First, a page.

Guds formgivare. Om Anders Frostenson och Olov Hartman som psalmförfattare
Anders Frostenson and Olov Hartman, two of the most important, not to say dominant Swedish hymnwriters of the late 20'th century, were both born 1906 and would this year have celebrated their 100'th anniversary. Frostenson was born and raised in a farmers family, while Hartman grew up in a family where the parents were officers in the Salvation Army.
This article deals with them and their writing from three perspectives.
Studied from a biographical point of view you can see traces of a sense of alienation, from different religious experiences and from existential traumatic events colouring their hymns, especially in Frostenson's writing.
The challenge of, and intention with hymnwriting is the second perspective. Frostenson wrote his first hymn, which is today almost regarded as a classic one, »Jesus från Nasaret går här fram» already in 1935. He continued writing hymns almost all his life. Hartman entered the scene much later in life. Frostenson inner challenge was evident and he became, not least through the Institute of Hymnology which he founded in 1961, a strong and important resource in the long process that 1986 resulted in a new hymnal for the Church of Sweden. The personal, the biblical and the dogmatic elements are said to be the three pillars carrying his authorship.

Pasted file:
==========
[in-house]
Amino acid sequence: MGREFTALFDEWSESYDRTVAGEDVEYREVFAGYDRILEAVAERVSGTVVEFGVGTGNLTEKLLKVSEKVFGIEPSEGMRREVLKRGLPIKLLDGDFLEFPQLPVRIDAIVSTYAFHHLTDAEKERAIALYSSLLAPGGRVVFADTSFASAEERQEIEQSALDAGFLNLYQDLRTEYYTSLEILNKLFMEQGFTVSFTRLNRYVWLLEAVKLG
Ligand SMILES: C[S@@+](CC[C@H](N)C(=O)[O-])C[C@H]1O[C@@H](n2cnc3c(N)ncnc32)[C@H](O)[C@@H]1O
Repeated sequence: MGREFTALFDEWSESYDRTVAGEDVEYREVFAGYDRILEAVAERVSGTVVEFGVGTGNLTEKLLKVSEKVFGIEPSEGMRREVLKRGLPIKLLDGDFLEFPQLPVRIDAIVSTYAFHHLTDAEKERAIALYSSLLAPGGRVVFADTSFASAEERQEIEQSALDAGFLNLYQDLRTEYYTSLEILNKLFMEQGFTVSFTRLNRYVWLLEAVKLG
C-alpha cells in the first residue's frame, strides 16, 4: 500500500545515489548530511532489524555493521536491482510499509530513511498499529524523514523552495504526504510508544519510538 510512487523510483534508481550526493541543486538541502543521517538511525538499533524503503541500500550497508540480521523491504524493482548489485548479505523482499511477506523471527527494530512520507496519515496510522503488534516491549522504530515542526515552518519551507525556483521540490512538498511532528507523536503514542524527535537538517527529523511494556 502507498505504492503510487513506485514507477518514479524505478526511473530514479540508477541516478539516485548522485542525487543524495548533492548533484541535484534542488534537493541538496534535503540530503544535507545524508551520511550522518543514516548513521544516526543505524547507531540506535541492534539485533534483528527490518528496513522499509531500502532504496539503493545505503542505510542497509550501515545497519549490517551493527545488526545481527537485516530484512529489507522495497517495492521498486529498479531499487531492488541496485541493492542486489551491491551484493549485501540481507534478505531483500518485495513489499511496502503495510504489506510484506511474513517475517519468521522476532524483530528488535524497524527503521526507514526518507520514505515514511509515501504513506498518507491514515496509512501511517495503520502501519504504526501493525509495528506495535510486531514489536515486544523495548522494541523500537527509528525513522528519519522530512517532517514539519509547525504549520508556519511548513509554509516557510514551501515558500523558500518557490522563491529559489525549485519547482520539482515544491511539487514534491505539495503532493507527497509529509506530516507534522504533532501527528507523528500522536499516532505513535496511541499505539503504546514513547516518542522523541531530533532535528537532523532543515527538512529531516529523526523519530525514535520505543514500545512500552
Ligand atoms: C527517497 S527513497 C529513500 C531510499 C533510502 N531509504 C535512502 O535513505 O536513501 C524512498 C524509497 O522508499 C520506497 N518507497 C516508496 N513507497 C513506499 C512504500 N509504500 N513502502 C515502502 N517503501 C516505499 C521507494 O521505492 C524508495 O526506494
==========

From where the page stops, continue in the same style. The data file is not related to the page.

As an author Hartman was considerably broader than Frostenson with novels and dramas on his agenda. Involved also in the liturgical renewal of the Church of Sweden, hymns became an important part of his contribution to the liturgical field. The Theologia crucis was his theological prefix with a special stress to the kenosis- perspective, notable not least in his hymn »För att du inte tog det gudomliga dig till en krona».
Thirdly, Frostenson was a typical poet writing of inspiration, while Hartman was the systematic worker. Frostensons texts are often short, simple, straight and naked, a kind of a modern anibrosian hymn. Hartman, on the contrary, chooses complication. His texts are tight, woven of skilfully used biblical and psychological elements, an intricate pattern of associations and a rich variety of new metaphors. What unites these both hymnwriters is the authenticity, their hymns flowing out from living hearts, »begotten, not made».
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